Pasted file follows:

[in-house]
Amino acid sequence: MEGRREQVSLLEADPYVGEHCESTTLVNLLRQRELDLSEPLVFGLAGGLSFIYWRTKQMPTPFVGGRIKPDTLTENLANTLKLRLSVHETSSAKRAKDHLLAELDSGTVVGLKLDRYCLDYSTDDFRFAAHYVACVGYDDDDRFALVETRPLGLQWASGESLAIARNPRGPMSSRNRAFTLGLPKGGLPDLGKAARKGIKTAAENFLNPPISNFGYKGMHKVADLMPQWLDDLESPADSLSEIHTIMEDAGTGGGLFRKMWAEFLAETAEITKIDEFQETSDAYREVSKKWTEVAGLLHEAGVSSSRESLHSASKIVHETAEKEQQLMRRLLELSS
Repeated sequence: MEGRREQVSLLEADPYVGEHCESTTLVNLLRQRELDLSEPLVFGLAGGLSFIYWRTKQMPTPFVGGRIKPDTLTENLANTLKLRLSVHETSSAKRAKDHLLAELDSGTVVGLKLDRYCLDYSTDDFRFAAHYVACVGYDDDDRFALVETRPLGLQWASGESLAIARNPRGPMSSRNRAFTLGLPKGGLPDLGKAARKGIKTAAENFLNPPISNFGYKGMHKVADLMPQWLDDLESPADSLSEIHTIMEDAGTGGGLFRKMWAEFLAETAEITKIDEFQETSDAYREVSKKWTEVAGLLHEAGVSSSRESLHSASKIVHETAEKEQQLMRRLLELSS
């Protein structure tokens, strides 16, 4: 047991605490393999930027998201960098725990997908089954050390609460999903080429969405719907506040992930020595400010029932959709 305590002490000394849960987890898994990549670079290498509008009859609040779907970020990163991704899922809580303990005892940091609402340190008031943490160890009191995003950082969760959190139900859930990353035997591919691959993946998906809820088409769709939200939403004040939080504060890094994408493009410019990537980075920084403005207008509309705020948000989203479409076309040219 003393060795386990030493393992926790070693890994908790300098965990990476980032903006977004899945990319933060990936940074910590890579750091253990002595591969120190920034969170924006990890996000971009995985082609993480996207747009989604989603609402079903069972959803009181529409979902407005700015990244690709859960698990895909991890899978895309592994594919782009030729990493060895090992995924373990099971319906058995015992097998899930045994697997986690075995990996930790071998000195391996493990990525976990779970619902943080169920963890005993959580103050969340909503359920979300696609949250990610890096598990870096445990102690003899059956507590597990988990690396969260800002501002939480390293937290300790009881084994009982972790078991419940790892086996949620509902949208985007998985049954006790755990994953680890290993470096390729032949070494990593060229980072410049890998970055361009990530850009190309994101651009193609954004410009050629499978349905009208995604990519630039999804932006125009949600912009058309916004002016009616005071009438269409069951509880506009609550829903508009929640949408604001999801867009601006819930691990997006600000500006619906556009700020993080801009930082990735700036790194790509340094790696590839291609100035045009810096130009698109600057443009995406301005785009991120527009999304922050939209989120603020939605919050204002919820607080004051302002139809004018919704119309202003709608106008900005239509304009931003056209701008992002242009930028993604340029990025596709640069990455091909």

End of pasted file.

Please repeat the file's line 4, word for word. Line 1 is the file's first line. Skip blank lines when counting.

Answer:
């Protein structure tokens, strides 16, 4: 047991605490393999930027998201960098725990997908089954050390609460999903080429969405719907506040992930020595400010029932959709 305590002490000394849960987890898994990549670079290498509008009859609040779907970020990163991704899922809580303990005892940091609402340190008031943490160890009191995003950082969760959190139900859930990353035997591919691959993946998906809820088409769709939200939403004040939080504060890094994408493009410019990537980075920084403005207008509309705020948000989203479409076309040219 003393060795386990030493393992926790070693890994908790300098965990990476980032903006977004899945990319933060990936940074910590890579750091253990002595591969120190920034969170924006990890996000971009995985082609993480996207747009989604989603609402079903069972959803009181529409979902407005700015990244690709859960698990895909991890899978895309592994594919782009030729990493060895090992995924373990099971319906058995015992097998899930045994697997986690075995990996930790071998000195391996493990990525976990779970619902943080169920963890005993959580103050969340909503359920979300696609949250990610890096598990870096445990102690003899059956507590597990988990690396969260800002501002939480390293937290300790009881084994009982972790078991419940790892086996949620509902949208985007998985049954006790755990994953680890290993470096390729032949070494990593060229980072410049890998970055361009990530850009190309994101651009193609954004410009050629499978349905009208995604990519630039999804932006125009949600912009058309916004002016009616005071009438269409069951509880506009609550829903508009929640949408604001999801867009601006819930691990997006600000500006619906556009700020993080801009930082990735700036790194790509340094790696590839291609100035045009810096130009698109600057443009995406301005785009991120527009999304922050939209989120603020939605919050204002919820607080004051302002139809004018919704119309202003709608106008900005239509304009931003056209701008992002242009930028993604340029990025596709640069990455091909």